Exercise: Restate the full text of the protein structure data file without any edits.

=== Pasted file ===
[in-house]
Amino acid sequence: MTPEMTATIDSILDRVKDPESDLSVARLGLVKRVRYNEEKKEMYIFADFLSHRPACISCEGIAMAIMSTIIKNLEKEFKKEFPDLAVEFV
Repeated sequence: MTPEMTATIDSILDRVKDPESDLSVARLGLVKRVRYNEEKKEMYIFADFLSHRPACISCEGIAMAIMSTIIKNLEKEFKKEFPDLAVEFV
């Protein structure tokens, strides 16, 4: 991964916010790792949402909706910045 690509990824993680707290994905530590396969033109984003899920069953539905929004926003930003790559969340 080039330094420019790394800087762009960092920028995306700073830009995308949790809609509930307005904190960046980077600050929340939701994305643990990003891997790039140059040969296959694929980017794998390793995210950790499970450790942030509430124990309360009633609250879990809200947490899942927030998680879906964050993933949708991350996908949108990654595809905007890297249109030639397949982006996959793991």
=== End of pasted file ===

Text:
[in-house]
Amino acid sequence: MTPEMTATIDSILDRVKDPESDLSVARLGLVKRVRYNEEKKEMYIFADFLSHRPACISCEGIAMAIMSTIIKNLEKEFKKEFPDLAVEFV
Repeated sequence: MTPEMTATIDSILDRVKDPESDLSVARLGLVKRVRYNEEKKEMYIFADFLSHRPACISCEGIAMAIMSTIIKNLEKEFKKEFPDLAVEFV
């Protein structure tokens, strides 16, 4: 991964916010790792949402909706910045 690509990824993680707290994905530590396969033109984003899920069953539905929004926003930003790559969340 080039330094420019790394800087762009960092920028995306700073830009995308949790809609509930307005904190960046980077600050929340939701994305643990990003891997790039140059040969296959694929980017794998390793995210950790499970450790942030509430124990309360009633609250879990809200947490899942927030998680879906964050993933949708991350996908949108990654595809905007890297249109030639397949982006996959793991």